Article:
10 Mixers That Pair Surprisingly Well With Bourbon

Updated 08/07/19

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Made in America, bourbon whiskey is a spirit that has deservedly risen in popularity throughout the years. Bourbon is typically made using corn and is crafted throughout the United States, from Kentucky to California, and nearly everywhere in between. Although many prefer to drink this amber-hued spirit on the rocks or with a splash of Coke, several unexpected mixers can help in transforming this classic spirit into something fun and modern. 

With these clever mixers, you can add your own twist to the Old Fashioned with curiously-flavored bitters or take a bourbon and sweet tea to delicious new levels with a homemade, mint simple syrup. Ahead, the mixers you'll want to add to your home bar before happy hour.

01 of 10

Pickle Juice

Pickle Juice

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Most whiskey sippers are all too familiar with the surprisingly satisfying shot known as the Pickleback. While the Pickleback calls for a shot of whiskey and a shot of pickle juice (both sipped separately), pickle juice can be used in bourbon cocktails to add a touch of tang. Think Whiskey Sour with added lip-puckering. 

02 of 10

Cointreau

Cointrea

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This liqueur crafted in Angers, France, is a key ingredient in several classic cocktails, as well as an ample number of newer libations. Created using orange peels from both bitter and sweet oranges, Cointreau proves to be a welcomingly mellow companion and offers a sweet contrast when paired with bourbon.

03 of 10

Flavored Bitters

Flavored Bitters

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Flavored bitters can work wonders with bourbon, adding layers of both complexity and flavor. From chamomile bitters to Japanese chili and lime, this popular cocktail ingredient can be mixed with bourbon to add a unique twist to an Old Fashioned, Manhattan or any other bitter-filled cocktail.

04 of 10

Sweet Tea

Sweet Tea

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Bourbon and sweet tea are both as Southern as it gets. Sweet tea is an ideal mixer for those who may find bourbon a little on the brazen side. For a refreshing concoction, blend the two with ice until you reach a slushy consistency. Add a splash of lemon to mellow down any sugary sweetness.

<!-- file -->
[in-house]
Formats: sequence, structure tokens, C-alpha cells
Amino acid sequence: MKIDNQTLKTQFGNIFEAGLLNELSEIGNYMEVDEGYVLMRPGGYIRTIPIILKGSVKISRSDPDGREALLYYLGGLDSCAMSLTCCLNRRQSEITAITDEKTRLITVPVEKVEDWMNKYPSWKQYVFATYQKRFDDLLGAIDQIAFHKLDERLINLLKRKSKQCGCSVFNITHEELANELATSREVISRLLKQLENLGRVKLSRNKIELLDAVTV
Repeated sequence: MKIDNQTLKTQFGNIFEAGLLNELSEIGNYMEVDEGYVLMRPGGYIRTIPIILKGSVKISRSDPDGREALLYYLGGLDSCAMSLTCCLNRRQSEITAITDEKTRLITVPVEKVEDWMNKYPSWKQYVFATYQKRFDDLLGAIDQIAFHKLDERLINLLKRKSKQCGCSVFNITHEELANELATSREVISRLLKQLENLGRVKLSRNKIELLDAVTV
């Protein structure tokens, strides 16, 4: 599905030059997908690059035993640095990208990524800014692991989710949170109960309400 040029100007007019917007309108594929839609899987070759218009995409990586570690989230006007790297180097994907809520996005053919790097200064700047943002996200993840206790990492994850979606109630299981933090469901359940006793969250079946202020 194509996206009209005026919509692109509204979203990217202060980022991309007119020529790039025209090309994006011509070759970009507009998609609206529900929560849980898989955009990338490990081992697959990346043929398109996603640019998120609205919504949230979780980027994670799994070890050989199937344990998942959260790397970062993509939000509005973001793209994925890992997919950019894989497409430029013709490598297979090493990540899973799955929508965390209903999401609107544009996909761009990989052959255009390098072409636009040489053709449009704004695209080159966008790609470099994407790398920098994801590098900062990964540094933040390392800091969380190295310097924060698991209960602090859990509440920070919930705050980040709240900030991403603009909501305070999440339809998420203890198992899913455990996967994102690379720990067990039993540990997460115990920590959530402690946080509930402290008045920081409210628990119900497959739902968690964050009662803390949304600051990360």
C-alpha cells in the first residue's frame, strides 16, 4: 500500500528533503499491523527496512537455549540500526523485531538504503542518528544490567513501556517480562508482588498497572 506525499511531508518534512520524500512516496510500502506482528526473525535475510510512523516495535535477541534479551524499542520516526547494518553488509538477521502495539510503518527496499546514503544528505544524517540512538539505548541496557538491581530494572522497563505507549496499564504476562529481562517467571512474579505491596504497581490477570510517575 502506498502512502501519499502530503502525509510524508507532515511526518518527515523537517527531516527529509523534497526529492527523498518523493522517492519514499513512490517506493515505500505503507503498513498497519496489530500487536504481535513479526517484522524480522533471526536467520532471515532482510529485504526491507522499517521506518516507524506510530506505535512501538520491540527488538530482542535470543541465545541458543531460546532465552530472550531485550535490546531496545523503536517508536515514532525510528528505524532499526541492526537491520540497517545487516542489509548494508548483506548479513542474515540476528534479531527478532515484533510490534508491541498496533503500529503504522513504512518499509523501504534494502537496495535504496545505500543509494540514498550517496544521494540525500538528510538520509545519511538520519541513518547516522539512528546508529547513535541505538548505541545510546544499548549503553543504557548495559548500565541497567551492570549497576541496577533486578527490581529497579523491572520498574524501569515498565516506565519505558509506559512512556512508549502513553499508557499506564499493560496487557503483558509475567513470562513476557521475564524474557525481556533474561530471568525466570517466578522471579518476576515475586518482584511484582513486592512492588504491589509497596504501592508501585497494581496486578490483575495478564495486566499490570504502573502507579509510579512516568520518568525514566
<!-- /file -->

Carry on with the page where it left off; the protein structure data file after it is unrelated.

05 of 10

Infused Simple Syrups

Simple Syrup

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For an easy way to add personality to your bourbon cocktail, opt for an infused simple syrup. Depending on the taste you hope to achieve, infused simple syrups can run the gamut from jalapeno to strawberry. For bourbon, in particular, berry and peach-based simple syrups work well with the spirit's vanilla and caramel notes. 

06 of 10

Egg Whites

new york sour cocktail

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The addition of egg white to any cocktail can surely be intimidating. But the creamy, frothy concoction that results from the combination of booze and egg white is well worth it. Bourbon cocktails that call for egg white include the Bourbon Sour and The Fontleroy.

07 of 10

Beer

Beer

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Beer serves as yet another peculiar mixer when paired with bourbon, but the two together can make mixology magic. When combining bourbon and beer, choose a brew that's IPA for a refreshing concoction. Or up the ante with a beer that's aged in a whiskey barrel. 

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Coconut Water

coconut water

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At about 100 calories per 1.5 oz serving, bourbon is fairly low in calories. Unfortunately, a number of cocktail mixers come loaded with sugar and calories. To keep your bourbon cocktail light, but still tasty, opt for coconut water as a mixer. Add fresh citrus for an added taste of the tropics. 

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Tomato Juice

Bloody Mary

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Move over, vodka. Bourbon is now being used in bars and homes across the country to make the Bloody Mary. Similar to the original vodka concoction, the bourbon-based Bloody Mary also calls for tomato juice, lemon juice, Tabasco, Worcestershire sauce, salt, pepper and celery salt. And no Bourbon Bloody Mary is complete without a savory (and usually over-the-top) garnish. 

10 of 10

Balsamic Vinegar

balsamic vinegar

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As you know, balsamic vinegar is delicious on everything from salads to roasted pork. But what about cocktails? The flavor profile of balsamic vinegar, which ranges from sweet to tart, makes it an ideal companion for bourbon cocktails. When mixing balsamic vinegar and bourbon, some trial and error may be involved, but the result might just become a new favorite. 

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